Tuesday, September 1, 2009

Double Oh Writer

Writing is my great big secret. I don't really tell people that I write. I used to, back in the hey-day of my "I'm so awesome I'll be published in a year" phase, but nowadays, I keep my goal of publication closer to the vest. I guess it was all great telling people that I was writing a book. They perked up with a, "Really? What's it about?" and I'd tell them, and then we'd have a lively conversation. They'd ask about the book from time to time and that was fine too. But once I finished the book, then people wanted to know why I hadn't gotten it published. And when I explained whatever it was I knew at that point about the publishing process (which was notably nothing and sounded like a bunch of half-baked excuses), they'd ask why I didn't just hire an agent to sell the book for me. Really? What a grand idea, I should do just that! 

Looking back, I see that I liked talking about my writing to people because it was a way to get my needy, insecure ego stroked. They were impressed. They thought I could do it! It felt great! But the downside of that is, then they knew about my dream, and they also knew it was still unaccomplished. I felt like I was stuck in a perpetual senior year, constantly being asked, "So when do you graduate again?" and my answer was always, "Maybe this year."

Not that I hide my writing. Not at all. But I'm definitely more selective about who's in-the-know. If I'm waiting for my daughter with my laptop in front of me and someone says, "Hey, whatcha working on?" I don't have to say, "Working on my novel!" with a giant smile and sparkledust in my eyes, silently begging them to ask me more. I can safely answer, "Just writing. I have a family website." This is a misleading answer, even though both parts are true, but that's my cover and I don't plan on blowing it.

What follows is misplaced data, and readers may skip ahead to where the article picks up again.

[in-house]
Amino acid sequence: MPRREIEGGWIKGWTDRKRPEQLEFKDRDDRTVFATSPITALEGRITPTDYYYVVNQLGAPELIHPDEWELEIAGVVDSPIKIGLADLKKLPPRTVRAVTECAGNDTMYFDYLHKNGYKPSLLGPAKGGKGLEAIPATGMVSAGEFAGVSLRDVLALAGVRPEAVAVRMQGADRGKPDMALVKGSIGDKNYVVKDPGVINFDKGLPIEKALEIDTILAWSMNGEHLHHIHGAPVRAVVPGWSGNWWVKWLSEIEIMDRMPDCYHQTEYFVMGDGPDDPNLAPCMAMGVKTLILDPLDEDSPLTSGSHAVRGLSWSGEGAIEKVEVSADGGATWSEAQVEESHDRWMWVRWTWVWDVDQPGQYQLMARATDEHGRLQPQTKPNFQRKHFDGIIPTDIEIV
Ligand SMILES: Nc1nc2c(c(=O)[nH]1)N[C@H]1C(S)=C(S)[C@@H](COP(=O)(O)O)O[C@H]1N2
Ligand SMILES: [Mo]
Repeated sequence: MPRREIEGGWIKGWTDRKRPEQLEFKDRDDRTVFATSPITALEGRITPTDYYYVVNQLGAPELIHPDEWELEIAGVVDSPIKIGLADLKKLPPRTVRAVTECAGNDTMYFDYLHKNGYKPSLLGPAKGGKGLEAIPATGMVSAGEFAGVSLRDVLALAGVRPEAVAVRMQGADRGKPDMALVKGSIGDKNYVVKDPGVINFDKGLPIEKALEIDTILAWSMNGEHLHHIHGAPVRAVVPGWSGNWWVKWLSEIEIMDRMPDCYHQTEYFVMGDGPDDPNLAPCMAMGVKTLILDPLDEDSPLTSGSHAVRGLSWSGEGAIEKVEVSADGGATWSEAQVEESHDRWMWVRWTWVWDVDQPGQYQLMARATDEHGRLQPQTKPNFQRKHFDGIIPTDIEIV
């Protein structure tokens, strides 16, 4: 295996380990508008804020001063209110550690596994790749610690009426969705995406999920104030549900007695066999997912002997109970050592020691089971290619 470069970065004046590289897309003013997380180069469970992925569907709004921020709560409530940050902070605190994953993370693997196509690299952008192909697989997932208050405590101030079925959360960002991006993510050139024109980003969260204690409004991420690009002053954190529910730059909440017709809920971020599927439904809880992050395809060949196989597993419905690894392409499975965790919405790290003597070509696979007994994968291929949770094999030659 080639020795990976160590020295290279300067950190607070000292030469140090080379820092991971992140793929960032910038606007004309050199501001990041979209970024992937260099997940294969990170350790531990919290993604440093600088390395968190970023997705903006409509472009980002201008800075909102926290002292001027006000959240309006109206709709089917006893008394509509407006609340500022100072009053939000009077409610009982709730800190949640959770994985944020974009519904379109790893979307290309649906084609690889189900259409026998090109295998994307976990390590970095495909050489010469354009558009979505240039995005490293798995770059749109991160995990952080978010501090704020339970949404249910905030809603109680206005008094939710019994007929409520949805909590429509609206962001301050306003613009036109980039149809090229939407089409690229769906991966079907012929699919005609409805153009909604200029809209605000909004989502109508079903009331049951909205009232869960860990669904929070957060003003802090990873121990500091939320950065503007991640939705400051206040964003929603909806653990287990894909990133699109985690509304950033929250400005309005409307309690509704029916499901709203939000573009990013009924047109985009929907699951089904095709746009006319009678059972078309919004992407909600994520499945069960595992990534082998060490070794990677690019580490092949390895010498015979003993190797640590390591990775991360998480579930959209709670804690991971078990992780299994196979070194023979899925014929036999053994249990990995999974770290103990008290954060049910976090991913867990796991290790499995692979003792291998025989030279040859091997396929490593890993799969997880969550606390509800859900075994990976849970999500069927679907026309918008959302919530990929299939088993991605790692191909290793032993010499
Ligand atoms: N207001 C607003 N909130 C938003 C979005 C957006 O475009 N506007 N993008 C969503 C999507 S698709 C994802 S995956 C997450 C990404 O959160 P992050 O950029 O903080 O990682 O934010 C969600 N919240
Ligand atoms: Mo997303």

1. LOL! I totally know where you're coming from. My reasoning is slightly different, though. When I USED to tell people that I was a writer (because I don't really broadcast it anymore) they'd reply with something like, "What do you write about?" My answers:
    1. "A girl who turns into an animal on the night of the full moon."
    2. "A woman who sees the future in glass and is abducted by a sexy male alien."
    3. "A teenage girl who lives alone on a desert island and when she crosses the sea, she realizes she's the granddaughter of their lost king."

    Well, when I'd tell them any of the above, they'd instantly lose interest and look at me like I must be mental. So I stopped telling people. Creativity has a price!

  2. Holy smokes I laughed so loud after reading number 3 my husband looked up to see what the heck was wrong with me!! They're great ideas but imagining hearing 1, 2, and 3 like that was such a funny mental image. Ha!

    You're definitely right about creativity having a price, but it's well worth it :)